Sharyl: But it's still about 50/50 in the Senate, just slightly in the Democrats in lead. Does it require a two-thirds vote?
Thuman: That’s why it's a much tougher standard to meet over in the Senate, because you do need two-thirds to convict. In the House, you just needed a simple majority, but now you're trying to get more than a few Republicans. You have to get 12, 15 Republicans to cross the aisle and convict a Republican president. Even if he is a former one, those are tough prospects.
Sharyl: So, a lot of people said or argued publicly that what's happened since the capital riots and trying to hold President Trump and his followers accountable was tamping down the rhetoric and holding people accountable. But I can tell you, after having traveled this past week in a totally unrelated place from Washington D.C., Tennessee, that among some Americans, it's really making matters worse. They feel like this is part of the proof that the establishment has been trying to get the president since the start and that they are never going to give up. Are you hearing anything about that?
Thuman: A little bit. Look, Democrats believe that this is a way for them to close a chapter in this book and then throw the book out the window. But for Republicans or supporters of President Trump, which sometimes are different things, they think this is a continuation of vilification, not only of the president, but also what they believe in as a voter, as an electorate. And so, they take it very personally. But it's easy for them to point to history and say you went after him with the Russia investigation, with the Mueller investigation, with the first impeachment and all of those failed. They see this as nothing more than what the president has called it, which is a witch hunt part two.
Sharyl: Well, that brings up my next question, which is are you hearing any concern among Democrats or Republicans that are speaking out against Trump right now of a backlash that certainly a lot of the moves against President Trump has come back to bite them. Maybe he's ended up stronger in some cases after he's been attacked, turning observers on his side into activists when they see things that they view as unfair.
Thuman: Well, sure, and I think that that's one of those things that we can't look into the crystal ball too much at the moment, and see how will the electorate feel a month or two month or three months from now. But if you look at their political actions, that's why perhaps Democrats were successful in 2018 when they won the midterms. And they say, look at how that paid off. We've been able to impeach a president twice. Now, Republicans or supporters of the president may say, that's why it's so much more important that we win at every level. But, they look at what's happening right now with the president as a vilification of their efforts. And they have to rebound somehow, but they don't know how.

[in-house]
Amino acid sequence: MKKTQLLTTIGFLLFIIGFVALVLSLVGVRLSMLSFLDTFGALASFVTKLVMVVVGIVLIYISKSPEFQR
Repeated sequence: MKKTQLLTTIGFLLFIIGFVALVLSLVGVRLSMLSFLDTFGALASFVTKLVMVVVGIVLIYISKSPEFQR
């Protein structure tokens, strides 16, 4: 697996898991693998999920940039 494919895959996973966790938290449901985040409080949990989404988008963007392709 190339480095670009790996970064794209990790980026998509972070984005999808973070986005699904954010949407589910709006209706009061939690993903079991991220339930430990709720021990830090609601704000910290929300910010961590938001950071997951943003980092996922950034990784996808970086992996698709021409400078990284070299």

Sharyl: The pendulum swings back and forth. Looking ahead, any hints as to what President Trump may do next, he's really kept quiet kind of uncharacteristically quiet about what might be his next move. I mean, some people are saying he could be criminally prosecuted. He may start a new social media platform. What do you think?
Thuman: And that’s important to know, because there is still a trial pending perhaps in New York on criminal charges, unrelated to what we saw in the past couple of weeks. And there could be others down the road, but yes, the president has options at his behest. Does he want to be a media mogul, unlike any we've seen and really kind of raise the flag for Republicans or the far right or whatever branch he wants to then follow his lead instead of the traditional lead that we had seen in Washington prior to him, or does he want to be the king-maker? Does he want anyone who thinks they're going to ascend in the Republican party to have to come to him to get his good graces before they get the donations, the fundraising, the sponsorship, the support, he may want that role and relish in it.
Sharyl: Fascinating times. Thanks so much, Scott.